The actual function of the normal huntingtin protein is unknown, but it is believed to be involved in embryonic development. In its mutated form, however, its amino acid elongates, causing the protein to improperly fold, likely resulting in abnormal interactions with other proteins in the nervous system cells it inhabits.
This cellular disruption results in the incurable Huntington's disease, which may affect as many as 200,000 people in the U.S. The neurodegenerative illness typically onsets in middle age and is characterized by dementia, loss of movement control and eventually death by heart failure, infection or choking—usually about 10 to 15 years after the first symptoms appear. Children of Huntington's sufferers have a 50 percent probability to inherit the gene that codes for the abnormally configured protein.
A team led by Robert Hughes, an assistant professor specializing in the genetics of aging at the Buck Institute for Age Research in Novato, Calif., used two different screening methods to determine which proteins might be directly affected by mutated huntingtin. The first, called yeast two-hybrid screening, uses a yeast cell as an apparatus in which two different proteins are expressed—huntingtin and another, taken from brain and muscle tissues from both humans and mice. If there is an interaction, it will be indicated by growth of the yeast cell. A reporter gene, also expressed in the yeast cell, can also help quantify the relative strength of their dialogue. The second process, affinity pull-down followed by mass spectrometry, employed purified huntingtin protein as bait. When incubated with other proteins, those that interact with the marked bait are separated out and identified by the mass of their ionized fragments.
In all, more than 3,500 proteins were screened and 234 proteins turned out to be associated with huntingtin. "It really does seem to be a protein that, when mutated, can gum up a lot of different parts of the cell," Hughes says. He notes that the 234 proteins identified control everything from neurotransmitter release and storage to cellular structure and the amount of protein synthesis in a cell.
"We were then left with the task of finding out whether these proteins had something to do with Huntington's disease," Hughes explains.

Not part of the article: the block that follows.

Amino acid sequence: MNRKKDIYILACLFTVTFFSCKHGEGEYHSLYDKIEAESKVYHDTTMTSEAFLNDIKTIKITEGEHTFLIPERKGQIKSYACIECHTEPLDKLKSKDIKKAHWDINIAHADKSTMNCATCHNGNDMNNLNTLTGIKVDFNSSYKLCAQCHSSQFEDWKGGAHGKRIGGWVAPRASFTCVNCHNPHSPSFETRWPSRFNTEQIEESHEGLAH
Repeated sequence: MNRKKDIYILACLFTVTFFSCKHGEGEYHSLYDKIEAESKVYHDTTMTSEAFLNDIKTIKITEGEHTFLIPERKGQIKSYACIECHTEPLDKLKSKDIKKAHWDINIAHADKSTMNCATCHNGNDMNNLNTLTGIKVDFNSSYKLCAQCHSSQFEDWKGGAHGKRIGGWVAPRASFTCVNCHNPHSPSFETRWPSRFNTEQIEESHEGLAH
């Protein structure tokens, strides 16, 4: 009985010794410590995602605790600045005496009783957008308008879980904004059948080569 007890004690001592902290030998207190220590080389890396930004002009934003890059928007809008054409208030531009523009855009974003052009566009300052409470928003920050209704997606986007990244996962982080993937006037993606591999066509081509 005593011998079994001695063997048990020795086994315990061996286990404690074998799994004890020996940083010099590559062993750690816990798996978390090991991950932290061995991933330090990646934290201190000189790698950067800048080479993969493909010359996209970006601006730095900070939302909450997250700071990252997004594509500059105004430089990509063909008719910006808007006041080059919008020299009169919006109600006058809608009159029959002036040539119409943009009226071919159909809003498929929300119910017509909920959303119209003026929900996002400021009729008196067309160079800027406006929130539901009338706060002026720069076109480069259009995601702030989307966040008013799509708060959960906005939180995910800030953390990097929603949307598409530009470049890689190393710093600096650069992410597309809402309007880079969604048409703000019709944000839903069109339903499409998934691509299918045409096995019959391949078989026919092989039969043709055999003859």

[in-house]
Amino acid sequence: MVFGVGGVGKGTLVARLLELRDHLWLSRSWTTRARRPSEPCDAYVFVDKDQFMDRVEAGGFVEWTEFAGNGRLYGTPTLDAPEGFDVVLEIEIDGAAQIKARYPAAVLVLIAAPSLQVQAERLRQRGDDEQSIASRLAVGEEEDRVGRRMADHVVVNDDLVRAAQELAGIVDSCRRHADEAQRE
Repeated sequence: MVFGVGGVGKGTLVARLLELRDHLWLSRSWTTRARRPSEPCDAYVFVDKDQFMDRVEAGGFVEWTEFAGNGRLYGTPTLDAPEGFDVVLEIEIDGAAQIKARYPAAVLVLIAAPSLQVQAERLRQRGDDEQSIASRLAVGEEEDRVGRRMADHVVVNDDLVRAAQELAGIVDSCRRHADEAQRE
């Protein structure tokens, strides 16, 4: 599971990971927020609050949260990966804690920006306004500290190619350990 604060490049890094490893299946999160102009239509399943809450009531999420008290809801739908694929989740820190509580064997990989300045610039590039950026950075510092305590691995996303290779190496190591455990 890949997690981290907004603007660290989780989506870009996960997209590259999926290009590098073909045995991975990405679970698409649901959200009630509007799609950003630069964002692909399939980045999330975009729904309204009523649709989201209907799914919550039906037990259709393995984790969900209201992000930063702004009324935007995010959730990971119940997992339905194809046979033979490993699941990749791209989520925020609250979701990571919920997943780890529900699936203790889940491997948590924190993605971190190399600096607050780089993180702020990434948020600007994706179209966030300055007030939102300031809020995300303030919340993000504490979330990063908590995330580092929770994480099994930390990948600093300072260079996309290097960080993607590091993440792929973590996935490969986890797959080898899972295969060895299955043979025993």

So, the team arbitrarily selected 60 of these proteins for testing in a Drosophila fruit fly model. In the flies, the protein corresponding to huntingtin in humans, when mutated, causes neurodegeneration in the eyes. Flies expressing the mutated huntingtin analogue were mated with flies carrying mutations in one of the 60 chosen proteins, in order to determine if the change in the second protein exacerbated or relieved the function of the eye. Using this method, Hughes says, he and his colleagues determined that "30 percent of the genes we tested could act as enhancers or suppressors." (Normally, he notes, a random screen would ensure about a 1 or 2 percent likelihood of finding a genetic association.) "In particular, we report 17 loss-of-function suppressors," he continues—a suppressor being "a gene or protein that if you knock down it's activity, that will cause an improvement in the disease phenotype."
Al La Spada, an associate professor of laboratory medicine at the University of Washington, says the study, published in this week's issue of PLoS Genetics, "is the starting point of embarking on a series of investigations to get to that ever important goal of coming up with meaningful therapy" to help treat the damage inflicted by Huntington's. This data set, he adds, can be factored into other ongoing investigations, such as one extensive endeavor attempting to tie modifiers of disease progression to chromosomal regions in the genome. For his part, Hughes says, the research "provides a list of candidate proteins that need to be further examined to develop candidate therapeutic targets."